16 thoughts on “Slow Down. You’re going too fast! 8 Reasons Why You Should Run Slower

    • It is hard at first. Put the GPS away for a few runs, go for a run with someone who is slower, and when I was pregnant and ran races I would occasionally talk to myself to make sure I was within “conversation” pace. Also, try listening to some slower music. The fewer beats per minute the fewer foot strikes you will likely have.

  1. These are all great reasons to run slower- thank you for this post! I tend to speed up out of boredom, but then feel burned out by the end of the run! I have really tried to slow down in marathons especially, as speedy first halfs have led to disastrous results!

  2. In the past, I have had a really hard time slowing down. I like to “prove” to myself that I’m able to sustain the faster pace. Moving forward, I’m hoping to ditch my watch and slow down–all the reasons you gave are great motivation to do so! Thanks!

  3. This is interesting to me as I tend to avoid slow running like the plague after my first real attempt at training with long slow distance for my first (and only to date) marathon. I have never understood how doing my 20 milers at a 10 minute pace would mean on race day I would be running 26.2 at 9 minute miles. In my experience, running my long runs at race pace has set me up for the greatest success (in half and shorter distances anyway). Thoughts?

    • I totally understand and I too trained my first full running those LSD’s at my goal pace. I did ok but
      I also was injured for most of my training. Running just 20-30 seconds slower on those longer runs won’t hurt your pace. What it will do is allow you to recover faster. Also, keep this in mind: when you run your marathon you will be running many more miles than your longest training run. That LSD at a slower pace has one main point. It is training your body to be on the road pounding the pavement for a long time and burning glycogen more efficiently. That slower run will keep you out there longer and help you with all of this. If you have speed work and other faster runs during your training weeks, your race pace won’t suffer.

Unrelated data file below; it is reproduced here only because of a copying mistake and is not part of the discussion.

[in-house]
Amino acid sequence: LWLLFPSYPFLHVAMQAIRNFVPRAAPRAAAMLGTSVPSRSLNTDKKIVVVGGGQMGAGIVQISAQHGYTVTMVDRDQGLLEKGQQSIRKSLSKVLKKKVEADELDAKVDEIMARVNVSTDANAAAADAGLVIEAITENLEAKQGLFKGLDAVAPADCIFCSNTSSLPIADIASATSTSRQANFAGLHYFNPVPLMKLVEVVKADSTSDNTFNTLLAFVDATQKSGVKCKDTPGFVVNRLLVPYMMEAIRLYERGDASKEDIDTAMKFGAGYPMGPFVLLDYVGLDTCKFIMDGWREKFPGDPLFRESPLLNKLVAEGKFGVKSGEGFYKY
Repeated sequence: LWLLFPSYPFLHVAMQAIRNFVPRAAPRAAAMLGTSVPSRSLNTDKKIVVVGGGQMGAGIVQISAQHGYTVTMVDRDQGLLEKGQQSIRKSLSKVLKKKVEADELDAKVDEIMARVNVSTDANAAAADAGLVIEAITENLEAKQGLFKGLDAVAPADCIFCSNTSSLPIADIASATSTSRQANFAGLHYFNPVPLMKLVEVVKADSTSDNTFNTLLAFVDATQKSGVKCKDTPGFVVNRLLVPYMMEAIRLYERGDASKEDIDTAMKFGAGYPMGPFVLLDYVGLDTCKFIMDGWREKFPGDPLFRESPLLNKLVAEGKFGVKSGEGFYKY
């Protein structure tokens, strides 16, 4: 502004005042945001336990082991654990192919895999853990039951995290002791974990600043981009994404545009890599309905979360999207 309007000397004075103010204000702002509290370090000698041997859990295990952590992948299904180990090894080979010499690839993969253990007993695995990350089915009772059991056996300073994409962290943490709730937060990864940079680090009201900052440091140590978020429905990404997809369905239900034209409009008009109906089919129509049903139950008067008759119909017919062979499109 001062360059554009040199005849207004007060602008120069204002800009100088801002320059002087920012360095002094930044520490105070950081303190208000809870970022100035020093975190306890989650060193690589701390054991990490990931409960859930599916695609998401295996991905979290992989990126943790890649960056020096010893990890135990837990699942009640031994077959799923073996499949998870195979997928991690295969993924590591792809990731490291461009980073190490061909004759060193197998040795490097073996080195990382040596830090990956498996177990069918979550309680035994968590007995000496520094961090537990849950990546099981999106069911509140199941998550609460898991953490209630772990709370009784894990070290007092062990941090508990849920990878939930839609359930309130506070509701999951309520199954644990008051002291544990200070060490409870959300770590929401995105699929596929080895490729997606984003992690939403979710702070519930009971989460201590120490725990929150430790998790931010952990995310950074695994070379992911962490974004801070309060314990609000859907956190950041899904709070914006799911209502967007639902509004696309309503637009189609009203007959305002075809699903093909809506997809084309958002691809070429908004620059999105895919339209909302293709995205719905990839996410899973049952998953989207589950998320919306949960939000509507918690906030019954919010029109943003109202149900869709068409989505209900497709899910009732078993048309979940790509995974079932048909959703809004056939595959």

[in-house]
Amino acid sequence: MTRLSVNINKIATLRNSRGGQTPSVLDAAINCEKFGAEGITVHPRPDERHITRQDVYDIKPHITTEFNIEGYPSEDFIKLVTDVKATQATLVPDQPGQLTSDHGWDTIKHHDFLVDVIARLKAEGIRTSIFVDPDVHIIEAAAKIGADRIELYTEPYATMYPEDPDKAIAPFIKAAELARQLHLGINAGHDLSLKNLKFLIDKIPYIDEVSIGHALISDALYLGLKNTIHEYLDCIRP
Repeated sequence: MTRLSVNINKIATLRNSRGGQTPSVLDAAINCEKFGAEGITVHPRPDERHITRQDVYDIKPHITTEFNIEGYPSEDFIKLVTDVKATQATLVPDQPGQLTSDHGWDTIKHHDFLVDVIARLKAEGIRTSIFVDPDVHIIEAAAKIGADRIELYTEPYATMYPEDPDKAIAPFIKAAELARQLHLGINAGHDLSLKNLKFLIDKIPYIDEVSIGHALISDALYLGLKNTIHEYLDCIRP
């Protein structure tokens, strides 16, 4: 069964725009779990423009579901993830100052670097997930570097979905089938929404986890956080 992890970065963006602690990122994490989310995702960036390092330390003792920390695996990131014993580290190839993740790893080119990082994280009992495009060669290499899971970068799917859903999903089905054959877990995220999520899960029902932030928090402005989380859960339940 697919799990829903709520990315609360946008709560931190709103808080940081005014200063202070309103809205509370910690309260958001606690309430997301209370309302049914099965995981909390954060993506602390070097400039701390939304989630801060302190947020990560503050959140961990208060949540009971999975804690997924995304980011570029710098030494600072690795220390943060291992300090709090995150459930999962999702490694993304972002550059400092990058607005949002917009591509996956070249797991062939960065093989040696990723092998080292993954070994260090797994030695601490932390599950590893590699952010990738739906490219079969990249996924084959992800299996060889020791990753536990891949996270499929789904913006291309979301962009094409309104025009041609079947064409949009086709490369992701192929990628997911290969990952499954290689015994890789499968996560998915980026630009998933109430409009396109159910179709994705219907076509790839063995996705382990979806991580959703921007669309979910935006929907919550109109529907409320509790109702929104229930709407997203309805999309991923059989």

• Maybe that is the difference. When I did my marathon training, we were doing a whole minute difference and I just generally started to feel really sluggish on all my runs after. I may have to test this theory a bit because, if my hip flexor proves to finally be healed, I may try a full for the Fall.

  4. I just started reading 80/20 running (as in, like 5 pages in). I had a great training cycle and great race after running slowly throughout, but I think that I now need to work on my recovery, haha. STUPID BODY

  5. Talking to yourself or running with someone slower are two great ways to slow down on runs.
    I learned two years ago to incorporate a lot more slow running (aka let my easy days really be easy), and I’ve been much less in the red as far as injuries go. Thanks for this reminder!

  6. So awesome and true … I remember writing a post called “Slow the F Down” :).

    I think that although most runners KNOW better, social media competitiveness and me-too culture make people think they need to every day be posting that their ‘easy run’ was actually quite fast … Oops :). But there is a downside – many, as you mention.

    I hope 2016 is the year that more runners learn to “Slow the F Down” and improve their running and stay healthy!

    • Haha I love that post title. In reality, speed is a personal thing. Your slow might be my fast. There’s no reason to worry or compare. The beauty of running is that your only competitor is you.